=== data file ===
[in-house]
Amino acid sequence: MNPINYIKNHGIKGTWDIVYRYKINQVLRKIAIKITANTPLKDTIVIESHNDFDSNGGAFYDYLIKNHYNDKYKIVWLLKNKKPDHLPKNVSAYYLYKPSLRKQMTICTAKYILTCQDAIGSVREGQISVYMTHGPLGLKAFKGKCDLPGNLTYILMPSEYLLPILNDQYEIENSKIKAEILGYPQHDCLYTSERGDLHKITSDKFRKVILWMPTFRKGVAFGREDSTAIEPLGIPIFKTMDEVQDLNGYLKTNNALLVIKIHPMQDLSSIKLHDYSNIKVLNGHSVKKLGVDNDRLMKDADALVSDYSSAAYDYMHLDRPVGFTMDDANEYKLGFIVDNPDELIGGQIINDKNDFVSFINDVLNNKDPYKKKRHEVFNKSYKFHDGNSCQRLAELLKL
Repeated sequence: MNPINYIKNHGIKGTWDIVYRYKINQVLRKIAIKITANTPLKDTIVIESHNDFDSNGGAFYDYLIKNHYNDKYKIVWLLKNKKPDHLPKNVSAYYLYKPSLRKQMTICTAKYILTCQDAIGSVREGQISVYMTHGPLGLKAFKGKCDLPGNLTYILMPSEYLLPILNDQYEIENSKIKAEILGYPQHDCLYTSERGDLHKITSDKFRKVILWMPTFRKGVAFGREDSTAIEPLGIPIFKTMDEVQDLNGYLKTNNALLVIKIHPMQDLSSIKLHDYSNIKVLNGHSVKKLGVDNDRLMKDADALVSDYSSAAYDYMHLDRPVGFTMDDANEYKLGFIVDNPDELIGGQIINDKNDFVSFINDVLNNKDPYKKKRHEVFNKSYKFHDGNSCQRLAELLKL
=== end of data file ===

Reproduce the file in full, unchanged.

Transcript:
[in-house]
Amino acid sequence: MNPINYIKNHGIKGTWDIVYRYKINQVLRKIAIKITANTPLKDTIVIESHNDFDSNGGAFYDYLIKNHYNDKYKIVWLLKNKKPDHLPKNVSAYYLYKPSLRKQMTICTAKYILTCQDAIGSVREGQISVYMTHGPLGLKAFKGKCDLPGNLTYILMPSEYLLPILNDQYEIENSKIKAEILGYPQHDCLYTSERGDLHKITSDKFRKVILWMPTFRKGVAFGREDSTAIEPLGIPIFKTMDEVQDLNGYLKTNNALLVIKIHPMQDLSSIKLHDYSNIKVLNGHSVKKLGVDNDRLMKDADALVSDYSSAAYDYMHLDRPVGFTMDDANEYKLGFIVDNPDELIGGQIINDKNDFVSFINDVLNNKDPYKKKRHEVFNKSYKFHDGNSCQRLAELLKL
Repeated sequence: MNPINYIKNHGIKGTWDIVYRYKINQVLRKIAIKITANTPLKDTIVIESHNDFDSNGGAFYDYLIKNHYNDKYKIVWLLKNKKPDHLPKNVSAYYLYKPSLRKQMTICTAKYILTCQDAIGSVREGQISVYMTHGPLGLKAFKGKCDLPGNLTYILMPSEYLLPILNDQYEIENSKIKAEILGYPQHDCLYTSERGDLHKITSDKFRKVILWMPTFRKGVAFGREDSTAIEPLGIPIFKTMDEVQDLNGYLKTNNALLVIKIHPMQDLSSIKLHDYSNIKVLNGHSVKKLGVDNDRLMKDADALVSDYSSAAYDYMHLDRPVGFTMDDANEYKLGFIVDNPDELIGGQIINDKNDFVSFINDVLNNKDPYKKKRHEVFNKSYKFHDGNSCQRLAELLKL